I agree that I see many pro's to how it is laid out. However, it also does have the issue that if you don't know what segment something is in. it can massively extend the time it takes to find it. Further, the individual segments are not always intuitive. (There have been multiple occasions I expected something to be in section X but was actually in Z)
We have never met, and only spoken back and forth on the forums once in a blue moon. however, I still echo those above and thank you for all the work you have put forth. I have always enjoyed reading your take and opinion on any thread you chose to respond to, even ones where I had not had a chance to formulate my own. I hope life treats you well going forward.
I looked at the scenario after we played and the GM got the watchtowers slightly wrong. The watchtowers were 15ft tall.
Actually, you are still not quite right.
The line with the relevant details is on the page AFTER all the monster and combat stats are given. It describes it as "Each watchtower is 15 feet wide and 25 feet tall. A ladder on the north and south sides of each tower allows for easy access to the top of the tower. A PC who attempts to Climb the tower via a ladder can do so with ease. A PC climbing the ladder can move up to half her Speed without attempting an Athletics check." (Bolding mine)
Now why it tells you how wide they are, when the map shows you as much, is an interesting question. However, the 15 feet is specifically width, versus 25 feet tall.
The "desperate need to keep up with saves" has less to do with getting Legendary, and more to do with the save levels. Just like, as it sits for martials, expect a 50% or less chance to hit. Drop some spells classes to end at expert, some at master, one at legendary. drop saves for levels 13+ by one or two points, and you have the exact same curve on the save vs roll path for casters. (Especially since most monsters are walking around with the maximum possible proficiency-for-that level type stats, on multiple stats. Which makes it clear they built the classes first, then balanced the beasties to be right around the 50% mark all the time.)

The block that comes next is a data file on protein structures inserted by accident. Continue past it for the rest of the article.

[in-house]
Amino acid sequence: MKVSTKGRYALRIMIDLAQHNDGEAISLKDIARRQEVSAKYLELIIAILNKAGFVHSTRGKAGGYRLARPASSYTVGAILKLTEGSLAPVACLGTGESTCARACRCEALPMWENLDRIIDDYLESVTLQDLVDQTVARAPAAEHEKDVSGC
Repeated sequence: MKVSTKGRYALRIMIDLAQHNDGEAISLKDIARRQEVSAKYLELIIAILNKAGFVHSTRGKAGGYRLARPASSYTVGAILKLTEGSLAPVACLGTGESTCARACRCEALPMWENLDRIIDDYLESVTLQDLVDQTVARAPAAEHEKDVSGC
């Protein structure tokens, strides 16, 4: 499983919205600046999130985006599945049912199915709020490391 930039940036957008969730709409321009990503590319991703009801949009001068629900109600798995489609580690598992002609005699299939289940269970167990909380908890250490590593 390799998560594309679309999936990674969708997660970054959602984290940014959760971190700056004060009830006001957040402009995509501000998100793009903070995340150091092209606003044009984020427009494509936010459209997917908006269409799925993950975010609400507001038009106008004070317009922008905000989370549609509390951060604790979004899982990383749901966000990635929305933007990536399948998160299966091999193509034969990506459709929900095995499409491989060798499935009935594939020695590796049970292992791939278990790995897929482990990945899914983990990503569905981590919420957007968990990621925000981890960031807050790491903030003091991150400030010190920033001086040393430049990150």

So, this debate is not actually as legendary as I made it sound. The only question I have, is if we are trying to get rid of the disparity. Then why does every single caster progress to Legendary in casting... Yet only the Fighter ever becomes Legendary with ANY martial weapons. (The monk only ever gets to Master with unarmed strikes even.)
Why didn't someone just grab the little buggers? They've only got a Fort Defense of 12.
From my take, if the game is meant to be "new user friendly" knowing to do that single particular activity... is not new user friendly.. .especially if you don't know what their fort defense is.
Just my 2 coppers
Someone will surely correctly me if I'm wrong, but as I understand it now - something that would have been an opposed roll before, like perception vs. stealth, is now a roll vs. DC. So someone trying to spy you if you're trying to be stealthy is your stealth roll vs. their Perception DC which would be 10 + the observer's Perception modifier.
As far as I can tell, you are correct. (In fact, the book specifically calls out stealth vs perception DC as an example.) Furthermore, searching the book for "opposed roll" comes up with zero results, which further strengthens your statement
Mark Seifter wrote:
I went glaive for the forceful, deadly, reach and great/cleave potential fun times. Especially once the +1 2 or 3 shows up